The paraffin sections of brain tissue were baked in an oven at 60 °C for 1 h. Next, they were soaked in xylene solution for 15 min and then replaced with clean xylene and soaked again for 15 min, shaking continuously throughout to ensure complete wax removal. For hydration, the sections were immersed in a gradient of concentrations containing alcohol, in the order of 100%, 100%, 95%, 85%, and 75%, for 5 min, respectively. The haematoxylin staining solution (Servicebio, China) was used to immerse the sections for approximately 10 min, followed by rinsing under running water for 5 min to remove floating colours. Next, the tissue sample was placed in hydrochloric acid ethanol for 3 s till it turned blue. Afterward, we immersed the sections in an eosin staining solution (Servicebio, China) for approximately 5 min. The sections were then dried naturally and sealed with neutral resin. Histopathological examinations were performed using a light microscope (Axio Image M2, ZEISS, Germany) at 25 °C according to the manufacturer’s instructions.

Nissl staining

For preparation, 4-μm coronal brain sections were deparaffinised in xylene, rehydrated with ethanol, and stained in Nissl Staining Solution (Servicebio, China) for 5 min at 60 ℃. Each section was deparaffinized in xylene. A light microscope (Axio Image M2, ZEISS, Germany) was used for observation.

mRNA microarray

Transcriptomic experiments were performed using microarrays to measure mRNA abundance. Briefly, total RNA from the right globus pallidus was extracted and purified using the RNeasy Mini Kit (Qiagen, USA). Tissues were prepared, and chips were hybridised using the Agilent Gene Expression Hybridisation Kit (Agilent Technology, USA). After washing, the arrays were scanned with an Agilent chip reader and analysed using the Agilent feature extraction software (version 10.5.1.1.1.1.1). Comparing the ICH group with the sham group and the BYHWD with the ICH group, differentially expressed transcripts and mRNAs were revealed (Fold Change, FC ≥ 1.3, P < 0.05). The mRNA expression in 15 mice (three groups with five replicates) was detected using microarrays.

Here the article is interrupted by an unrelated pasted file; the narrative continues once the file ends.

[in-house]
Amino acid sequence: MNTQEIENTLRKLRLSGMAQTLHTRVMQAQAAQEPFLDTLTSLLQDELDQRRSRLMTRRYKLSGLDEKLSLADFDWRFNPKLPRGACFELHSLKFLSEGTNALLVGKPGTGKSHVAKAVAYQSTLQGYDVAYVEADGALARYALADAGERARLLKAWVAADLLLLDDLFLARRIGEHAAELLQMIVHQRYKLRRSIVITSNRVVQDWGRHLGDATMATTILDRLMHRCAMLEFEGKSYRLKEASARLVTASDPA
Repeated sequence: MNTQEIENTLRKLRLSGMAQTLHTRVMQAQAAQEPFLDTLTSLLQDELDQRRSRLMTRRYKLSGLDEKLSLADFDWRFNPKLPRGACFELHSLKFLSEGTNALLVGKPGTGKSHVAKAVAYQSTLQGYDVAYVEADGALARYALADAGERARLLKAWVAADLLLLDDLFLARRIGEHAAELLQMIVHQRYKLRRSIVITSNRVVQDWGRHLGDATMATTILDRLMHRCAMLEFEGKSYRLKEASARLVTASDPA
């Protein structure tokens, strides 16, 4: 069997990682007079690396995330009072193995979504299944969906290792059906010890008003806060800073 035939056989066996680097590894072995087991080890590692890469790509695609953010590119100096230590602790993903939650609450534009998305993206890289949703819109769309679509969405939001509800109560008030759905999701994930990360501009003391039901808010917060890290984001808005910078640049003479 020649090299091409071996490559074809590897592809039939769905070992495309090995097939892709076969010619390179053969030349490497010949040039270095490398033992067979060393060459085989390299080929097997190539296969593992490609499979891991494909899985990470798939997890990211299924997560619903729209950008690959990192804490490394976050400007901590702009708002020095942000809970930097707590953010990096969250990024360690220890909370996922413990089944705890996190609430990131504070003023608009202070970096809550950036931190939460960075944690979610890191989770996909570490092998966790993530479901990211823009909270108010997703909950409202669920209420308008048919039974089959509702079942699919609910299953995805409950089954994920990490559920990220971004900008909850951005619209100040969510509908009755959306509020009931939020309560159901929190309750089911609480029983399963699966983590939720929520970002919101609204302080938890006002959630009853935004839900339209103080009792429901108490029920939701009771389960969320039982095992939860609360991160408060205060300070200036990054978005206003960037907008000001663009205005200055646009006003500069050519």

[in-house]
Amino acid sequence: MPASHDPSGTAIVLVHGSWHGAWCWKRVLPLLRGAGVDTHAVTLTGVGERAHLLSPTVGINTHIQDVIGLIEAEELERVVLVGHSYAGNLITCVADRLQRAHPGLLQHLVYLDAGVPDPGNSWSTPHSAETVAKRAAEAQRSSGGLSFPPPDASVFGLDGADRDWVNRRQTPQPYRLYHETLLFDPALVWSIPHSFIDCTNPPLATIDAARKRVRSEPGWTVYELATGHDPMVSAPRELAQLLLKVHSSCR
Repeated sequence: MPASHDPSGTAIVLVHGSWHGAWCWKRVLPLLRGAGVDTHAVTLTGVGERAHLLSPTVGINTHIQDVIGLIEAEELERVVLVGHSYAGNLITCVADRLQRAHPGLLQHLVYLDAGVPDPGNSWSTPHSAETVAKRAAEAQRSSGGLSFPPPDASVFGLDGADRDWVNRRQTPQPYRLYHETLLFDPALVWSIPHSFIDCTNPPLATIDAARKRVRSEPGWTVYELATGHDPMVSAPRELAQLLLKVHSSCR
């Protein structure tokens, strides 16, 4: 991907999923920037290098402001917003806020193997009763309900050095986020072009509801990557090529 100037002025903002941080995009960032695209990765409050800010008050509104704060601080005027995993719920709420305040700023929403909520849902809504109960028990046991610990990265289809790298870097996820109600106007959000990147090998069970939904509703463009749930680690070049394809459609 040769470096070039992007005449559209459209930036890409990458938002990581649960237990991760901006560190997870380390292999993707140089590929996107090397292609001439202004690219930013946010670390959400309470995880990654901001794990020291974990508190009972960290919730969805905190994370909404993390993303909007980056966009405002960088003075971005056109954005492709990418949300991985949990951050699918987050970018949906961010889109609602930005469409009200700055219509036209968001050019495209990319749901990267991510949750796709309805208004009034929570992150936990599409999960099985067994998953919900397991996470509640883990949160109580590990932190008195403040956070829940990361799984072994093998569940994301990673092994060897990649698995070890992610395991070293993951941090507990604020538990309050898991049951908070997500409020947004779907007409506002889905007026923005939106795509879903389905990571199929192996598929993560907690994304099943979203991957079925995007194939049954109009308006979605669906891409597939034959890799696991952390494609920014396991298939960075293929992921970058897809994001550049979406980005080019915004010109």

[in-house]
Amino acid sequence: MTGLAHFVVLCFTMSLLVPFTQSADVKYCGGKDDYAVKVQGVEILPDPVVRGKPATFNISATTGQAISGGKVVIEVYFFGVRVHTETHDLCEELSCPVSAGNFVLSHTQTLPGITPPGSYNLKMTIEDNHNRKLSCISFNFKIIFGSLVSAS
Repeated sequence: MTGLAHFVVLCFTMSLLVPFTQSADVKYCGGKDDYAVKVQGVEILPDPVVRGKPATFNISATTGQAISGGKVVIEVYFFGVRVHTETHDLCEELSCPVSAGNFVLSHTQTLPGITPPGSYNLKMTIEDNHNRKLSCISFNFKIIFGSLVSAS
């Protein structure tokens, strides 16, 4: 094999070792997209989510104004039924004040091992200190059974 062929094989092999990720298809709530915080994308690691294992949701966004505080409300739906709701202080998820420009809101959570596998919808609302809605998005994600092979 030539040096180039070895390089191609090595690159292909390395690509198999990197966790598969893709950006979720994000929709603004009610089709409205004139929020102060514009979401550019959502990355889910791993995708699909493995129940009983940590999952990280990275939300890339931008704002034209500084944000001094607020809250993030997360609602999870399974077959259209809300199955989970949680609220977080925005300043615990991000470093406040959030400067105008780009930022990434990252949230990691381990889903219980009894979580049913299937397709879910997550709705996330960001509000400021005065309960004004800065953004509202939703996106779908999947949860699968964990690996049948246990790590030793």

Bioinformatics analysis

Gene Ontology (GO; containing biological process, cellular component, and molecular function and Kyoto Encyclopaedia of Genes and Genomes (KEGG)) was conducted to determine the biological annotation of targets using Metascape (http://metascape.org).

Construction of the network pharmacology

Candidate bioactive ingredients of seven herbs were screened from the Traditional Chinese Medicine Systems Pharmacology (TCMSP) database (http://lsp.nwu.edu.cn/tcmsp.php) and the BATMAN-TCM (http://bionet.ncpsb.org/batman-tcm/) database and searched in the PubMed database. Only chemicals with an oral bioavailability ≥ 30 and a drug-likeness ≥ 0.18 that met the criteria recommended by the TCMSP database were retained. The name of the identified compound was input into the TCMSP database, SEA database (SEA Search Server bkslab.org), and Swiss Target Prediction (http://www.swisstargetprediction.ch/) to obtain its target name. The target name was used to convert to the target gene and confine the species to Homo sapiens in the UniProt (http://www.uniprot.org/) database. Information on ICH-associated target genes was collected from GeneCards (http://www.genecards.org/), the OMIM database (http://www.omim.org/), Therapeutic Target Database (TTD) (http://db.idrblab.net/ttd/), and Drugbank (https://go.drugbank.com/) database. The drug-protein-target and the disease-drug-target networks were constructed using Cytoscape 3.6.1.